The 3D-printed “Chaos Zero Gravity” is poised to become the fastest and most extreme street-legal car ever.
Before the automotive community could come to a consensus on what differentiates a hypercar from a supercar, a Greek outfit called Spyros Panopoulos Automotive is adding “ultracar” to the vernacular in announcing the street-legal Chaos Zero Gravity.
Proposed specs are indeed “ultra.” The company’s own 4.0-liter twin-turbo V10 develops 3,065 horsepower and 1,463 pound-feet of torque as it revs to near-superbike revs of 12,200 rpm, Autoblog reports.
The Chaos Zero Gravity will blast off to 62 mph in 1.55 seconds onto 124 mph in around 3.2 seconds. It’ll flying at Autobahn speeds by the time many lesser supercars have clocked 60 mph from naught. Top speed is estimated to be 310 mph.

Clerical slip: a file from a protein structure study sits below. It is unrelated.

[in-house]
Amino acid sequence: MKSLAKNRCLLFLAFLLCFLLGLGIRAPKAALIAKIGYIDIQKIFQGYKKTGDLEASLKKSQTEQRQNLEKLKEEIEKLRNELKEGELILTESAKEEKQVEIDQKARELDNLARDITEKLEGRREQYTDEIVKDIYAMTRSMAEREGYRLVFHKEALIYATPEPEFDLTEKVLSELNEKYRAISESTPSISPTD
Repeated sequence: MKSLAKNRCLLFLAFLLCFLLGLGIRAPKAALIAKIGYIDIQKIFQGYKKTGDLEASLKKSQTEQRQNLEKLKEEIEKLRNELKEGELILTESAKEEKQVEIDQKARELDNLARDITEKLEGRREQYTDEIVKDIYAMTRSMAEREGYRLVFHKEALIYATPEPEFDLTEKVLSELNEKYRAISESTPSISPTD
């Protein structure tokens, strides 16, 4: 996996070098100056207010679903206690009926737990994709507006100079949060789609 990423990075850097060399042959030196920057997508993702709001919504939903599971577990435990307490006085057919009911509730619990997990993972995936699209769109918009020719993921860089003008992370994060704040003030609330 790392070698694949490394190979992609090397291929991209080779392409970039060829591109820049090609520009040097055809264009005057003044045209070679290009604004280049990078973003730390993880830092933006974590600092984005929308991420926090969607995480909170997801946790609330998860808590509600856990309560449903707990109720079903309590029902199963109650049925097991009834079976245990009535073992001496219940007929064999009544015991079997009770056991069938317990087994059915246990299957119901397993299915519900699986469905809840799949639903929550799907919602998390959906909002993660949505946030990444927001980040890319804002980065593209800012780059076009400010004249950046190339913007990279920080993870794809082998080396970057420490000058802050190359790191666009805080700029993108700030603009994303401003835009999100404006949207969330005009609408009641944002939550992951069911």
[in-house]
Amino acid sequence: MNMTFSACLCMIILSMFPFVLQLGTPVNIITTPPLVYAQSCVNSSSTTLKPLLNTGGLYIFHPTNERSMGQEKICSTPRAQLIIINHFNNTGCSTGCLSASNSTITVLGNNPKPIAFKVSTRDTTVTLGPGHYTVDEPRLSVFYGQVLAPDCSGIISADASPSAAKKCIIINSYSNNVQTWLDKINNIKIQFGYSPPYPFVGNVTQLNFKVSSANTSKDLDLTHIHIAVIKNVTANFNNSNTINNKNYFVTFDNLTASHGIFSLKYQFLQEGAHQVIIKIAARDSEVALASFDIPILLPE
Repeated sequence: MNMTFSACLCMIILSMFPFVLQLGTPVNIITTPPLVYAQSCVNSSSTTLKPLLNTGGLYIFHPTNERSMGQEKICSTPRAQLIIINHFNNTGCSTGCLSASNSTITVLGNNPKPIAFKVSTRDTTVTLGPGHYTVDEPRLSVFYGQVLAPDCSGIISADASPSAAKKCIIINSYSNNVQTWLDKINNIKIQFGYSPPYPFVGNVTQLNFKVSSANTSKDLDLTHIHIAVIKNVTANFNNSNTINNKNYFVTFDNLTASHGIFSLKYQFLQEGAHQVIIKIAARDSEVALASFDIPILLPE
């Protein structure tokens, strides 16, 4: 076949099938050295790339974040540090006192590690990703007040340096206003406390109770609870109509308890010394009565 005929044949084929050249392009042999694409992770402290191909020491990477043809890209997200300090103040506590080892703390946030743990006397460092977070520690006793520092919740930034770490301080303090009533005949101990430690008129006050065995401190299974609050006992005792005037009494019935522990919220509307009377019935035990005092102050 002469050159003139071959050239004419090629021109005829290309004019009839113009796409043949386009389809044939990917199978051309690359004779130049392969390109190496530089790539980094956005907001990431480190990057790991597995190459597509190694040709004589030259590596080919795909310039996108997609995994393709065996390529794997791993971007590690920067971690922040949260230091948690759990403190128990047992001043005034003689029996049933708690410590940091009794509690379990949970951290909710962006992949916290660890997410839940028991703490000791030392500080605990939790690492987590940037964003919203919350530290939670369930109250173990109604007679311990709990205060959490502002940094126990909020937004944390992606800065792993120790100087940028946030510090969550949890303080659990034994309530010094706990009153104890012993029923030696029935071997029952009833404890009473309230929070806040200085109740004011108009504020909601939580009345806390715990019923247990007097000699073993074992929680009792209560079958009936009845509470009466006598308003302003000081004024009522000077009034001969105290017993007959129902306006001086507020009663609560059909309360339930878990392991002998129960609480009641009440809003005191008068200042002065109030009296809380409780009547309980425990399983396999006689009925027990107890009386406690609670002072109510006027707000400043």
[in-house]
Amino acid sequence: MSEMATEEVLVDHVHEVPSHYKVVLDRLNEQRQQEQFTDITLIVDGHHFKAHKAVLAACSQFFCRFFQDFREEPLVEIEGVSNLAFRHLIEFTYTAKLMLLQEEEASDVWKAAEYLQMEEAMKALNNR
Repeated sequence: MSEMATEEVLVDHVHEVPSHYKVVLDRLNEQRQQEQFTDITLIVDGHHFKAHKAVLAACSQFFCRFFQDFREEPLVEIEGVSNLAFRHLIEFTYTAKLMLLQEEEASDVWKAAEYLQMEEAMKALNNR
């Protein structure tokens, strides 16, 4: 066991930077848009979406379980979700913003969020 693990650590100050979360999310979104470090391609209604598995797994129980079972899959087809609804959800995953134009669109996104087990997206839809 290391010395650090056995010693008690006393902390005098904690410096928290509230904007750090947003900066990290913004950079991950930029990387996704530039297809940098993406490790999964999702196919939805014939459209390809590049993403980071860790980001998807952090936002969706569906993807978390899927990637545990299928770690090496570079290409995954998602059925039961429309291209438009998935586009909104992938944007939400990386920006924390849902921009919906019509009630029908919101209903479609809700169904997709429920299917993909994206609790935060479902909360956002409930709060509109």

The componentry is also absurd, starting with an engine built around either a billet aluminum or 3D-printed magnesium block with 3D-printed camshaft and pistons. The same metals are also used to forge the turbochargers encased in carbon fiber piping.
The wheels are titanium up front, magnesium in back, and beautifully bizarre all around, with a tentacle-like five-spoke design that looks like it was ripped off a modern art gallery’s wall.
The monocoque chassis is made of synthetic polymer Zylon, while the body employs a mix of magnesium, carbon fiber and titanium parts crafted using SP Automotive’s own “Anadiaplasi” 3D-printing technique.
Inside is a coming-together of carbon fiber, magnesium, titanium and Zylon with Alcantara seats—the steering wheel especially echoes the rims’ twisted metal design.
SP Automotive plans to build 120 cars priced at $14.4 million each, with Sotheby’s set as the exclusive distributor. Top Gear will reportedly receive an example to test in 2022, at which point the world will see if the Chaos Zero Gravity can back up its record-setting claims.